Sometimes the jokes just write themselves. According to Nick Cafardo of the Boston Globe, the Phillies have recently expressed interest in current free agent outfielder Vernon Wells. Wells was released by the Yankees last week and the Angels are paying the majority of his $21 million salary for 2014, so acquiring Wells is as cheap and risk-free as it can get.
Wells just turned 35 and hasn’t been an above-average regular since 2010, his last year with the Blue Jays. Since then, his offense has all but disappeared, dropping from an .847 OPS in 2010 to a career-low .631 last season. His defense and base running, which used to be assets, have become hindrances to his value.
That being said, Wells can still be a useful platoon or a bench bat. Wells posted an OPS near .700 against lefties and he has historically hit lefties even better than that. The Phillies already have two right-handed hitters, who should be used in a platoon situation but won’t be, in John Mayberry and Darin Ruf, but another team may be able to find a spot for Wells.
According to STATS, INC., the average game in 2015 was 2 hours, 56 minutes. That’s six minutes faster than games in 2014.
The gains came in the first half, when games averaged 2:53. Second half games averaged three hours even. One can probably thank the expanded rosters in September for that, as games then see many more pitching changes. Of course, it’s likely that second half games were faster in 2015 than 2014 as well given the rules changes.
Those changes: agreement to enforce the rule requiring a hitter to keep at least one foot in the batter’s box and the installation of clocks timing pitching changes and between-inning breaks in ever ballpark.
It remains to be seen if MLB stays satisfied with that modest improvement or if chooses to go the way Triple-A and Double-A leagues did. They installed 20-second pitch clocks and started penalizing violators with balls and strikes. Triple-A’s two leagues, the International and Pacific Leagues, saw game-time decreases by 13 and 16 minutes, respectively.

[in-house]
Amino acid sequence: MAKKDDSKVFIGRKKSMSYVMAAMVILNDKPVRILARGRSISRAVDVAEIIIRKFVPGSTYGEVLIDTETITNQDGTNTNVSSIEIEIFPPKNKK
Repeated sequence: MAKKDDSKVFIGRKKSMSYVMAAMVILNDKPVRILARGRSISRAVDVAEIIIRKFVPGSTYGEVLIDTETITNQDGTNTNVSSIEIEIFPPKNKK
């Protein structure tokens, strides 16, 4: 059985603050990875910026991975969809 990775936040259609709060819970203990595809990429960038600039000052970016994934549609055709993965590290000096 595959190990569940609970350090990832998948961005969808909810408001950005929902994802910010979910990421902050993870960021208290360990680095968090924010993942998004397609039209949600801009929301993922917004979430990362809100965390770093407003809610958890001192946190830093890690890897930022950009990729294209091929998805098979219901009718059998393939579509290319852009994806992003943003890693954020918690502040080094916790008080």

I’m so old I remember when general managers used to run baseball operations departments. Now they’re basically assistants.
The latest example: the Oakland Athletics have promoted Billy Beane to vice president of baseball operations and have named David Forst general manager. Forst has been with the A’s for 16 years and has been Beane’s assistant for 12 years, so it’s not exactly a situation in which Forst will be making the final calls. The official move came today, though the move has been in the works for some time, it seems.
Someone with a lot of good front office access is going to write a good story this winter about the title inflation going on in Major League Baseball over the past year. And it’s gonna be great when one of his or her sources breaks the pattern of saying “well, baseball transactions are so much more complex these days . . . ” and admits “hey, if Theo gets a fancy title and La Russa gets a fancy title I WANT A FANCY TITLE TOO.”
Not that it’s much of a secret as it is.